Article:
Also known as the Eurasian Griffon, this large short tailed vulture has excellent eyesight and in flight can spot an animal carcass from a distance in excess of five kilometres.
One of Europe’s largest birds the griffon vulture is impressive and a master in the air. Adult birds are identical with a white head, neck and ‘feathery’ ruff-like collar. The feathers on the head and neck are short with the ruff just above the nape highlighting the long neck of the bird. The back and upperwing coverts are a bold buff brown with the flight feathers and tail being a much darker brown. The underwing coverts are a mid brown with two lighter buff coloured narrow bands stretching from the scapulars to the alula (also known as the bastard wing where the feathers of the bird’s ‘thumb’ protrude). The belly is a chestnut brown and all other areas of the underwing are a dark brown. In flight the wingtips are deeply fingered. Juveniles are similar to adults although the collar is brown and the back is darker in colour.
Griffon vulture in flight - note deeply fingered wing tips
Noisy when feeding or close to its nest, issuing loud hisses and cackles, often in threat, the griffon is otherwise a fairly quiet bird.
Griffon Vulture call
Stanislas Wroza, XC423958. Accessible at www.xeno-canto.org/423958.
Close up of a Griffon Vulture
One of natures champion recyclers the Eurasian griffon eats carrion. In particular it enjoys internal organs and muscles from dead sheep, cows, goats and deer etc. It will sometimes attack sick or injured live animal and when food is scarce it often scavenges at municipal dumps.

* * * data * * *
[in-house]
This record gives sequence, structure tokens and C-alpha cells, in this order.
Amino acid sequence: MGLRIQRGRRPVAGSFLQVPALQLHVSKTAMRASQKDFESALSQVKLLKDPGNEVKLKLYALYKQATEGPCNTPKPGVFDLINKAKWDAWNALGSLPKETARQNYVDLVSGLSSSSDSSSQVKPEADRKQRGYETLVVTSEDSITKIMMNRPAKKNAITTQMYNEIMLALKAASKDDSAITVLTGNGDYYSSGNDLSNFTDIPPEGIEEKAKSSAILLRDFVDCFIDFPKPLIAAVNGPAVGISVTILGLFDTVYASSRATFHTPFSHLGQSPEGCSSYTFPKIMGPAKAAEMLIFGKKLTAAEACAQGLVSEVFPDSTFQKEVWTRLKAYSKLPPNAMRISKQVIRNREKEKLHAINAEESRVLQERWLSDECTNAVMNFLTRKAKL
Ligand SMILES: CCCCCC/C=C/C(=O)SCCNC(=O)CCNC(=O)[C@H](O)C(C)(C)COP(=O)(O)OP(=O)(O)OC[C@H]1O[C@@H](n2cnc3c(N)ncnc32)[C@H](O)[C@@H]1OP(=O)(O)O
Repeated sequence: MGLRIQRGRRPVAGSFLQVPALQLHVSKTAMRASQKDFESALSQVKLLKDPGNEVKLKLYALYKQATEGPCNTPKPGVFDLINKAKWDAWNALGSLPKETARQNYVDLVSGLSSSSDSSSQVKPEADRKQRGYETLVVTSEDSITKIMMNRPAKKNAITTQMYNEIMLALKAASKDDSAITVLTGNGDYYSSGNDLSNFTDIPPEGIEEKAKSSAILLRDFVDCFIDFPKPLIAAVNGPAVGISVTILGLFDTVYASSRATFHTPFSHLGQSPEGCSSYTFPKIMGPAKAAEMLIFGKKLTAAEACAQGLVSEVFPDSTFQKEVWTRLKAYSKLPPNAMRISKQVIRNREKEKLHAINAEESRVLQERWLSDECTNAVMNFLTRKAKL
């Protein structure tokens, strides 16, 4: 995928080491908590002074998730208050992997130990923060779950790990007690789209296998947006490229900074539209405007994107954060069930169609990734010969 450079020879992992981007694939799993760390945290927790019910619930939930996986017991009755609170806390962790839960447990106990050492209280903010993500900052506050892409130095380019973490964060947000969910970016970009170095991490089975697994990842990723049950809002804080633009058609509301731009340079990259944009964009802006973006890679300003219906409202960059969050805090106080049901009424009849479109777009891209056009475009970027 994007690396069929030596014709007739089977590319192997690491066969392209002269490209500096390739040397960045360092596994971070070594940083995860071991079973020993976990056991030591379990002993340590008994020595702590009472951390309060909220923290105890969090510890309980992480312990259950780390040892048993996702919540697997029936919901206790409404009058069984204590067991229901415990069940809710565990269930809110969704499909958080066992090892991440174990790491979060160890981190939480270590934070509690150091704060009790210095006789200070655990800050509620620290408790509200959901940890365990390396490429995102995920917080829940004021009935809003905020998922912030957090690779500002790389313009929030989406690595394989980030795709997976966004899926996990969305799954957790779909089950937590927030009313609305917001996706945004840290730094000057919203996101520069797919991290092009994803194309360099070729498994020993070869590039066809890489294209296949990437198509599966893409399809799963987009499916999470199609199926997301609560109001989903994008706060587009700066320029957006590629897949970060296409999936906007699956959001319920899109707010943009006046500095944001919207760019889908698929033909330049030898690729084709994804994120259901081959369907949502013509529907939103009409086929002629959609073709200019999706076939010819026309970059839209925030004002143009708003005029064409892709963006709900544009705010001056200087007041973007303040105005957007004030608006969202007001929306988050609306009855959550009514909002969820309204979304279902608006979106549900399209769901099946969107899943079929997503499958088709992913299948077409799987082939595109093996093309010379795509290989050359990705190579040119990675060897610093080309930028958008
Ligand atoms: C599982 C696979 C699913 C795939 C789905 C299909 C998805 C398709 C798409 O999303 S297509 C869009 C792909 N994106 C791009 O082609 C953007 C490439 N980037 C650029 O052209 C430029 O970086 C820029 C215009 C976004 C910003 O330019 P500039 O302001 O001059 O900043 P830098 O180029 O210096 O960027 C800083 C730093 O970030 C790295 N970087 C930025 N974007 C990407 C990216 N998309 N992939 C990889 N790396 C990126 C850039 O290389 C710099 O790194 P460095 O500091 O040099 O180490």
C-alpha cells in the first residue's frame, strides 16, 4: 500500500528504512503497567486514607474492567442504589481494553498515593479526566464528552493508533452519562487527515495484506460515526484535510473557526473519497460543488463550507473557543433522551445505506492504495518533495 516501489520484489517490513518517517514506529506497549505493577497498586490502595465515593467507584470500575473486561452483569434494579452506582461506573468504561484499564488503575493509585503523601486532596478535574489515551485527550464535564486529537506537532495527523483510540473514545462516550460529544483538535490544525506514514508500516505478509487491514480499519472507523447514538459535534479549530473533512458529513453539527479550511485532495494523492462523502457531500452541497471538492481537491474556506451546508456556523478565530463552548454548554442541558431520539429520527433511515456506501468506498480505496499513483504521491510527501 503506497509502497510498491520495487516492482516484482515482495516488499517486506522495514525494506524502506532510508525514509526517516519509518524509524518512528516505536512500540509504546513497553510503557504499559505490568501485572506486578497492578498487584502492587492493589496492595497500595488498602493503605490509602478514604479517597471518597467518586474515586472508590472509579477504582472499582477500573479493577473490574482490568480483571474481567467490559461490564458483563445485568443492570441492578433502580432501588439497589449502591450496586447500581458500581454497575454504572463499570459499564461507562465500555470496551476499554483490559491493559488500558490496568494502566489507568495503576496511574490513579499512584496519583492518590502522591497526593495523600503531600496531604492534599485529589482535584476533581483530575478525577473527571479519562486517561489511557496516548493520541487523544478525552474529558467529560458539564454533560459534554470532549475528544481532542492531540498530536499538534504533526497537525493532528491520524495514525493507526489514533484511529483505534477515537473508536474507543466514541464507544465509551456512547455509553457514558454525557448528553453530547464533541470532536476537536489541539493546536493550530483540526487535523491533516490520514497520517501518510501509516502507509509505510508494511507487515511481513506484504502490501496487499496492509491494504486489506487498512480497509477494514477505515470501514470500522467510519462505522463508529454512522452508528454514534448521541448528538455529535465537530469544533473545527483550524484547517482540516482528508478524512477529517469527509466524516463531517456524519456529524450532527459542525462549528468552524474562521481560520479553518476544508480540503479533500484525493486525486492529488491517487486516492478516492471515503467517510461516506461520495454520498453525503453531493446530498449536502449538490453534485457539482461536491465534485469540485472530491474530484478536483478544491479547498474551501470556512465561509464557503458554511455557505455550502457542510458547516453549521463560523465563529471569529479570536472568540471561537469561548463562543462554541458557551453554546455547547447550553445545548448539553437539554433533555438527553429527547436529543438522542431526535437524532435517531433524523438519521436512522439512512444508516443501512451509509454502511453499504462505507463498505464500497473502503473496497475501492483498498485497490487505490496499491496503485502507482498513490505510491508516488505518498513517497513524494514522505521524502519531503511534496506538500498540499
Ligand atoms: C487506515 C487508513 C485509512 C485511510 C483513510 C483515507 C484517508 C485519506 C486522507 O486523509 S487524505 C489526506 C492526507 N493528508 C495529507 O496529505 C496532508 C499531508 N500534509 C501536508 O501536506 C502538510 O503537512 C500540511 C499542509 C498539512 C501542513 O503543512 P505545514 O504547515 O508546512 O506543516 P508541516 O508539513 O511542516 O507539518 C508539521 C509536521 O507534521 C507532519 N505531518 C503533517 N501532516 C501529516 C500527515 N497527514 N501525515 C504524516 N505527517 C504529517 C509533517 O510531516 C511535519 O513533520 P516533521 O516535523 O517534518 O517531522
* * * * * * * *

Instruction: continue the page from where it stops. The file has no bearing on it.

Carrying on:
Griffon vulture coming in to land
The highest density of griffons can be found in countries bordering the Mediterranean, particularly in Spain and the neighbouring Mallorca and Menorca. They can also be seen in north and sub-Saharan Africa and throughout Asia, including the Middle East. Juvenile birds in particular are migratory with many overwintering in Africa.
Griffon vultures prefer large open spaces from cliffs and gorges to mountain regions or lowland terraces. Superb in flight they catch thermal air currents and can soar for great distances. Often seen high in the air circling on a thermal looking out for food and being watched by and watching other griffon vultures for signs of carrion having been sighted. Once one bird sights a likely meal and descends to feed others follow immediately. Their preference for a diet of viscera means they can often be spotted with their heads and long necks deep inside the body cavity of a carcass, emerging with their white heads and necks suitably attired in blood and gore.
'Venue' of griffon vultures
Adults generally pair for life and during breeding nest with others of their species in small colonies of up to twenty pairs although in the past, colonies with well over one hundred breeding pairs have been recorded. Nests are basic and normally on a bare ledge or in a small cave on a cliff face. Between December to March one egg is laid and incubated by both parents for between fifty to fifty eight days. Chicks are fed by both adults and fledge at around one hundred and twenty days after hatching. Parents will often continue to feed fledged young for another three months.
Adult griffons pair for life
Griffon vulture on its nest
In the wild, life expectancy is up to twenty five years although in captivity records show birds surviving well into their thirties.
93cm to 110cm
240cm to 280cm
6kg to 11kg
Known also by the nickname “the pharaoh’s chicken”, the Egyptian vulture is an imposing scavenger seen scouring the skies above North and Saharan Africa, southwestern and Central Asia and southern Europe. Notable for its use of pebbles as tools, Egyptian vultures are classified as an endangered species and populations continue to show concerning declines.
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